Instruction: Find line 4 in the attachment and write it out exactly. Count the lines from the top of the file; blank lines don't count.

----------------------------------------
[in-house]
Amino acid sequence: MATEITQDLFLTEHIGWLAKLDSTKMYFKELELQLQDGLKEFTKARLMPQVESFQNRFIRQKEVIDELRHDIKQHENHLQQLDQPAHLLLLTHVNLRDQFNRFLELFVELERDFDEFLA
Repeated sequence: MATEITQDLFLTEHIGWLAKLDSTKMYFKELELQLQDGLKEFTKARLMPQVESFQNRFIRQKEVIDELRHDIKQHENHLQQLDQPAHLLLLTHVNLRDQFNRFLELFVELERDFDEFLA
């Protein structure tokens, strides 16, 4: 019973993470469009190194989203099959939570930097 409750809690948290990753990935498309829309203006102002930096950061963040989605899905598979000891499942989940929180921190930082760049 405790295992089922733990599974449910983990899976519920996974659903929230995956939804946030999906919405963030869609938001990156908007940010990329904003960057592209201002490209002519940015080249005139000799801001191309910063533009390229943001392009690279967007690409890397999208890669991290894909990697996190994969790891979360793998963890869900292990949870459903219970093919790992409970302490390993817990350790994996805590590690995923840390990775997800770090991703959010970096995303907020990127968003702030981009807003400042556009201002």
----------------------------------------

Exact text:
């Protein structure tokens, strides 16, 4: 019973993470469009190194989203099959939570930097 409750809690948290990753990935498309829309203006102002930096950061963040989605899905598979000891499942989940929180921190930082760049 405790295992089922733990599974449910983990899976519920996974659903929230995956939804946030999906919405963030869609938001990156908007940010990329904003960057592209201002490209002519940015080249005139000799801001191309910063533009390229943001392009690279967007690409890397999208890669991290894909990697996190994969790891979360793998963890869900292990949870459903219970093919790992409970302490390993817990350790994996805590590690995923840390990775997800770090991703959010970096995303907020990127968003702030981009807003400042556009201002």